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Drag performer Alex Suarez performs on stage. Athens PRIDE hosted its 20th annual street festival on Saturday, Sept. 29, 2019, in Athens, Georgia. Attendees were able to peruse food and art stalls, listen to live music and watch a live drag show. (Photo/Ryan Cameron rcameron@randb.com)

Attendees walked under a rainbow balloon arch at the Athens PRIDE Street Festival, while chalk messages of support for the LGBTQ community littered the pavement.  

Performers at the festival ranged from queer commissioner and rapper Mariah Parker performing as Linqua Franqa to the local drag troupe The Kourtesans and Eureka O’Hara from seasons nine and 10 of “RuPaul’s Drag Race.” 

The pulsating beat of pop music rang through the street lined with tents and booths, while a stage draped in a rainbow flag centered the festival. Covered head-to-toe in support of the LGBTQ community, crowds were able to spread out as this year’s PRIDE festival was extended two blocks further. 

Anne Marie Zimeri, secretary of the Athens PRIDE board and University of Georgia environmental health science professor, explained the growth of the festival and the want to diversify and bring more people to the event. 

Zimeri said the Athens PRIDE board utilized social media to not only reach the Athens community, but those in the 19 surrounding communities who, “other than this festival, don’t have the opportunity and the community” present in Athens. 

Zimeri has been involved with the Athens PRIDE board for five years, and decided to get involved because she had seen students struggle to come out to their families. Joining the board was her way to connect her students with more resources within the community and help them in their daily lives. 

The festival offered face paint, henna, Kona Ice and the opportunity to learn about available LGBTQ resources in Georgia; from the Athens Queer Collective to the DIVAS Who Win Freedom Center.

Elliot Abnatha, membership outreach co-chair for the Human Rights Campaign, expressed his excitement for the performers but also the wide age range of people he got to talk to throughout the day of Athens PRIDE. Abnatha said he talked to people from ages six to 60 about equality  at the festival, which is something he hadn’t experienced at Atlanta PRIDE’s festival. 

“There was a dad who brought his two kids [who] were probably like 6 and 8 [years old], and he was like ‘Hey, can you tell my kids a little bit about equality,’ and that’s fascinating to me,” Abnatha said. “I thought I was going to cry.” 

While the crowd at the beginning of the festival was somewhat scattered, the crowd livened up with an energetic performance by Linqua Franqa and her hit “Gold Bike.” Franqa made the crowd promise to love themselves, and said “If I die, don’t pray, you better riot,” before exiting the stage.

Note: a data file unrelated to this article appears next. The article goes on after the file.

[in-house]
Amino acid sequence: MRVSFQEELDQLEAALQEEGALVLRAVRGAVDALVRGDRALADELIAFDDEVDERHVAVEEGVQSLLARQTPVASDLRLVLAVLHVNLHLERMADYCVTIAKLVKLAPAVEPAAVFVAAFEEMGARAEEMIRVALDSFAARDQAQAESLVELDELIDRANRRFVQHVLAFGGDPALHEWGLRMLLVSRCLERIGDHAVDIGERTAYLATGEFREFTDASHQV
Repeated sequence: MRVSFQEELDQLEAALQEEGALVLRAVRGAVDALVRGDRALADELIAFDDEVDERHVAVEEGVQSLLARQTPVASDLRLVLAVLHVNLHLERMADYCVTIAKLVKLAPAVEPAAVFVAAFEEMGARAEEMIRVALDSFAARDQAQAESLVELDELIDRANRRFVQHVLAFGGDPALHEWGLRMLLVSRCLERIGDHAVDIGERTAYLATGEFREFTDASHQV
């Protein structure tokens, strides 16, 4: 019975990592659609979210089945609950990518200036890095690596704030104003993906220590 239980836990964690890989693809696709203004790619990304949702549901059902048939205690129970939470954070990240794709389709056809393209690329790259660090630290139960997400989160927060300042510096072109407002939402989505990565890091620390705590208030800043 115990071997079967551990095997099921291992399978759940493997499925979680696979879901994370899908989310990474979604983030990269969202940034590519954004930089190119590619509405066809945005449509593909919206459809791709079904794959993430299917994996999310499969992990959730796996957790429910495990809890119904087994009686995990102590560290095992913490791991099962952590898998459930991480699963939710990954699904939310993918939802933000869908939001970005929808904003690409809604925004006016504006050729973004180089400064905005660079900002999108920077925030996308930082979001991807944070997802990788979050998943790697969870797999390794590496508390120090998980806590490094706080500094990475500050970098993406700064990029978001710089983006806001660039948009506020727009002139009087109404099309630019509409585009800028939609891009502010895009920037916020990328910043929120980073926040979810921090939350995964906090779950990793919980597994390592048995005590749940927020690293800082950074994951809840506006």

Soon after Franqa finished her final track of the night, local drag troupe, The Kourtesans, hit the stage with Queen Alex Suarez performing first and provided the first death drop of the night. As festival-goers started to flock to the stage, the hosts of the drag portion of the evening — Suarez, Karmella Macchiato and Jacqueline Daniels— played off of each other and made digs at each other throughout the night. While the trio tried not curse or get political in front of the crowd, they ultimately failed epicly. 

“I’m a man standing up in a dress and we don’t want to get political,” Daniels said. 

During the lineup of the night the first-ever Mx. Athens, Ravion Starr walked out with her crown in hand and provided a moving performance which featured news sound bites of attacks on the LGBTQ community. To the tune of “Stand Up For Love,” by Destiny’s Child, Starr had the crowd’s fists raised in the air in support of the community and her performance. 

To close out the events of the evening, drag queen Eureka O’Hara started her set from the door of Flicker Theatre & Bar to the tune of Lizzo’s “Truth Hurts.” The performer described the hospitality she had been given since she got off the plane, and thanked those involved with Athens PRIDE. O’Hara even stopped her set to do a shout-out to a fan of hers who wasn’t at PRIDE this year, and got the crowd to send them a video message.

As O’Hara performed her set, including her own song “The Big Girl,” the biggest crowd of the night flocked to the stage and watched in awe. 

 

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